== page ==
Oculus Is Trying To Get Ahead of Harassment In Virtual Reality
Facebook wants one billion people to experience virtual reality-about one-seventh of the entire human population. That's an audacious goal even without a timeframe, which Mark Zuckerberg did not provide. But to lure that many people into the void, users don't just need their minds blown. They also need to feel safe.
"Let's be honest, being in VR with other people, especially strangers, can be intimidating," Womack said on stage on Wednesday. "For communities to thrive, people need to feel safe-and it costs developers a lot of money and time and effort to build and maintain safe places. We care deeply about protecting the future of social VR. So we want to help. We decided to build an API that does a lot of that for you. Early next year, you'll be able to get platform-level safety tools, like blocking and reporting, for free. It's like, built-in best practices that carry app-to-app."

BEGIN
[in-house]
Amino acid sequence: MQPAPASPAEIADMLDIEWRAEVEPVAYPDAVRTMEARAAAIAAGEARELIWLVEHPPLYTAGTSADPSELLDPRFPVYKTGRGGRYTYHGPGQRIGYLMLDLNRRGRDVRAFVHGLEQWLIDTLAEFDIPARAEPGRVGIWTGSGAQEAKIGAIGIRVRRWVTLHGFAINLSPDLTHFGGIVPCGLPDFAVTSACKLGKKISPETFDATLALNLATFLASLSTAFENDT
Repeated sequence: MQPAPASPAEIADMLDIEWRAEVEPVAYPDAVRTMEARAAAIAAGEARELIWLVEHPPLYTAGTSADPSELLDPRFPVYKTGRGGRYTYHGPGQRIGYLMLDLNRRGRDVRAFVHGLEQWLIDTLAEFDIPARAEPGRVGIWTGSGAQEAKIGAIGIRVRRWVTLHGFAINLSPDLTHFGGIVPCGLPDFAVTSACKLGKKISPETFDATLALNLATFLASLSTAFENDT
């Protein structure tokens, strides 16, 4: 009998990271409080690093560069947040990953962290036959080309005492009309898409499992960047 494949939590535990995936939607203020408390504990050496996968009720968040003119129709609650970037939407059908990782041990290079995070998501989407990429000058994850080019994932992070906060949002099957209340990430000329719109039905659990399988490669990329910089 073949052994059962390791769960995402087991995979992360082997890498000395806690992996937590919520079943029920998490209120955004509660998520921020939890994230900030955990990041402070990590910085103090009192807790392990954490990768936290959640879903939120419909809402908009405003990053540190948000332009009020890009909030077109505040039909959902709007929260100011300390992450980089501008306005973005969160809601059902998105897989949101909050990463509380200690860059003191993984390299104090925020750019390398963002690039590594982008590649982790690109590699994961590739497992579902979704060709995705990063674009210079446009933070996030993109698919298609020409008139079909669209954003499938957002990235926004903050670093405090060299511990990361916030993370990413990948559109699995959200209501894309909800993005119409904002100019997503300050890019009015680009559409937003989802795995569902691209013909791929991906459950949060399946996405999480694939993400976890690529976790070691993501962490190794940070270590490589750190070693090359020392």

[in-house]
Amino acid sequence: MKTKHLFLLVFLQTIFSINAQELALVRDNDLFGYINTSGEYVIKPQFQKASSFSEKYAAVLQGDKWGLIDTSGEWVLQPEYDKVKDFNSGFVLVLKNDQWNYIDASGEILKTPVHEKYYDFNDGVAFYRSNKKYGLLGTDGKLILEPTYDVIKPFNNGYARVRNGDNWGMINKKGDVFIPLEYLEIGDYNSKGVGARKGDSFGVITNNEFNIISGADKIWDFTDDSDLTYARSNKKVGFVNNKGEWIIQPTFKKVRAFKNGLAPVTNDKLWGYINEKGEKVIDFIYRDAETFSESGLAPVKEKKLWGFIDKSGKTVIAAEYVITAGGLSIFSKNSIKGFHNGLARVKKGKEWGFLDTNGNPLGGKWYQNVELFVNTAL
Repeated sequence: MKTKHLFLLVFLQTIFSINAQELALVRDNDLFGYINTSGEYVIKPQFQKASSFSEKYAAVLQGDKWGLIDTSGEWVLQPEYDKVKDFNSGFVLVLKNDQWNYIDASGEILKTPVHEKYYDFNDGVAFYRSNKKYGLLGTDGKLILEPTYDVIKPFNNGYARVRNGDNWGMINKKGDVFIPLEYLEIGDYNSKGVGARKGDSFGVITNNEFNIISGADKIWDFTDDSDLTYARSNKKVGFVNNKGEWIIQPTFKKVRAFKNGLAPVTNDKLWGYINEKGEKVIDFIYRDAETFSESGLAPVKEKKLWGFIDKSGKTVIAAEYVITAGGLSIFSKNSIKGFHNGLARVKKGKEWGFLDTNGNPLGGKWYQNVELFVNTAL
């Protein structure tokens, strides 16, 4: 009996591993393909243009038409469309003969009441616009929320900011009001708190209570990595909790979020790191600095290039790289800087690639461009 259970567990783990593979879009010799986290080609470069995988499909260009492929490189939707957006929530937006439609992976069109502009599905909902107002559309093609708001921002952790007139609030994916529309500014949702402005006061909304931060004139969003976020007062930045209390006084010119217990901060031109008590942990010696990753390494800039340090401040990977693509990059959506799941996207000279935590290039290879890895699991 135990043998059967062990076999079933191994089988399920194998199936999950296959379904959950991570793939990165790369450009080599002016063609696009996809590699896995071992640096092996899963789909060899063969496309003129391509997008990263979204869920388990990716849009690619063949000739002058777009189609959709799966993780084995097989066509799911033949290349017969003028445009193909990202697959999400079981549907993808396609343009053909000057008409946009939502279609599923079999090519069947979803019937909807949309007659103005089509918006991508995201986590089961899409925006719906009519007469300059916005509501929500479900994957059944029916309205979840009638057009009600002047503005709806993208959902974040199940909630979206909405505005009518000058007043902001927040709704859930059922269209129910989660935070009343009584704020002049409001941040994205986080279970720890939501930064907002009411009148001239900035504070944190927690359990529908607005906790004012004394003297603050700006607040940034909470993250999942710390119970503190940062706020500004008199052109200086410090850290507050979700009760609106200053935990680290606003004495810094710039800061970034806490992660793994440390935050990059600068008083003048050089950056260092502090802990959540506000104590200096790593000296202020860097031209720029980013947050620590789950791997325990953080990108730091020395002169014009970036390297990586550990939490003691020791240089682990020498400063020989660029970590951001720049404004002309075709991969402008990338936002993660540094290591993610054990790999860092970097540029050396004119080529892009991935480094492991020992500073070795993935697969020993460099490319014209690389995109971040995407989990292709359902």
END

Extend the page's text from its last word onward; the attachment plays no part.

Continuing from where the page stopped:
Oculus is clearly trying to get ahead of harassment in
Before addressing safety, Womack also announced Oculus' plans to expand its avatar customization tools to better represent a diverse range of users. These redesigned avatars, which will be available early next year, let users customize their avatars' skin and hair, among other features. And later on next year, avatars will feature more responsive mouth and eye movements. But this customization and expressiveness may also make users-specifically women and people of color , and other groups that are disproportionately attacked online- more vulnerable to harassment. Of course, you can always customize an avatar so it's less likely to be targeted (a white dude), but you shouldn't have to.
As it stands, two-dimensional social networking is failing pretty miserably at handling harassment. It remains to be seen whether Oculus' Safety API has the necessary tools for developers to protect all of their users. If Facebook and other major social media platforms can't get a grip on harassment in lowly 2D, why should we believe they are prepared to handle a billion users in VR?